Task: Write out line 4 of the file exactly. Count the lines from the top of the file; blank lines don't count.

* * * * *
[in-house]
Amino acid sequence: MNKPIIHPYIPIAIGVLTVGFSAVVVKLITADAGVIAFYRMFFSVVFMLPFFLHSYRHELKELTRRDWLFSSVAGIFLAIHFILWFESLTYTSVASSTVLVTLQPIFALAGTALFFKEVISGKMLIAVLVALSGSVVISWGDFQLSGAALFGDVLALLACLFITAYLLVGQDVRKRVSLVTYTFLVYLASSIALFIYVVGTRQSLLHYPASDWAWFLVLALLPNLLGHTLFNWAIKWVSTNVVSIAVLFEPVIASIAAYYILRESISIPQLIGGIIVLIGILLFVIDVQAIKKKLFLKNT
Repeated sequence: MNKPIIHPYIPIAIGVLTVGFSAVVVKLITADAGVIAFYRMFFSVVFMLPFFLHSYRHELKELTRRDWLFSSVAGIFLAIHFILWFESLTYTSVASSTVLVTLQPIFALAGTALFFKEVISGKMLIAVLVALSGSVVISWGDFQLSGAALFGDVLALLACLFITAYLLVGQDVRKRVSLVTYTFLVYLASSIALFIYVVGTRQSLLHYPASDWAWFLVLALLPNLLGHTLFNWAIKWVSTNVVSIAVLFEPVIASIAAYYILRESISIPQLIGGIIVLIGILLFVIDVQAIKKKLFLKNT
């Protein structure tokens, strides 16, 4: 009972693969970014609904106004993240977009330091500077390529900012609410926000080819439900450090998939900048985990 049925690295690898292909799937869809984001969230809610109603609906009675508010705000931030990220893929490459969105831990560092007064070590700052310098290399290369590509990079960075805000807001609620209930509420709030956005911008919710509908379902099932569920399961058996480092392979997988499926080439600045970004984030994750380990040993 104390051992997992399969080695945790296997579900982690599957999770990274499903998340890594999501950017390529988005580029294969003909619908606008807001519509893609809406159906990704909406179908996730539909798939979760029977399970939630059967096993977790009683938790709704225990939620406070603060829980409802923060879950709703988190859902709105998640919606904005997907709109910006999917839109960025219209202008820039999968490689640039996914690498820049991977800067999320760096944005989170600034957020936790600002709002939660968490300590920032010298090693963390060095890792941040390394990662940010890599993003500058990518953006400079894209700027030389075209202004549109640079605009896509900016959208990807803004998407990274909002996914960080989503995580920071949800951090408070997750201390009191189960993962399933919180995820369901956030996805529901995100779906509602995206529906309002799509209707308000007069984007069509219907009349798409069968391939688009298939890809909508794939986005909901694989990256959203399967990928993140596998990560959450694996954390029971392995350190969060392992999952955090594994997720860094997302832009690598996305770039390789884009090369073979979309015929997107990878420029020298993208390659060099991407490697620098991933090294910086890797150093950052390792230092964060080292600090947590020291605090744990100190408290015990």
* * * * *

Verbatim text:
């Protein structure tokens, strides 16, 4: 009972693969970014609904106004993240977009330091500077390529900012609410926000080819439900450090998939900048985990 049925690295690898292909799937869809984001969230809610109603609906009675508010705000931030990220893929490459969105831990560092007064070590700052310098290399290369590509990079960075805000807001609620209930509420709030956005911008919710509908379902099932569920399961058996480092392979997988499926080439600045970004984030994750380990040993 104390051992997992399969080695945790296997579900982690599957999770990274499903998340890594999501950017390529988005580029294969003909619908606008807001519509893609809406159906990704909406179908996730539909798939979760029977399970939630059967096993977790009683938790709704225990939620406070603060829980409802923060879950709703988190859902709105998640919606904005997907709109910006999917839109960025219209202008820039999968490689640039996914690498820049991977800067999320760096944005989170600034957020936790600002709002939660968490300590920032010298090693963390060095890792941040390394990662940010890599993003500058990518953006400079894209700027030389075209202004549109640079605009896509900016959208990807803004998407990274909002996914960080989503995580920071949800951090408070997750201390009191189960993962399933919180995820369901956030996805529901995100779906509602995206529906309002799509209707308000007069984007069509219907009349798409069968391939688009298939890809909508794939986005909901694989990256959203399967990928993140596998990560959450694996954390029971392995350190969060392992999952955090594994997720860094997302832009690598996305770039390789884009090369073979979309015929997107990878420029020298993208390659060099991407490697620098991933090294910086890797150093950052390792230092964060080292600090947590020291605090744990100190408290015990």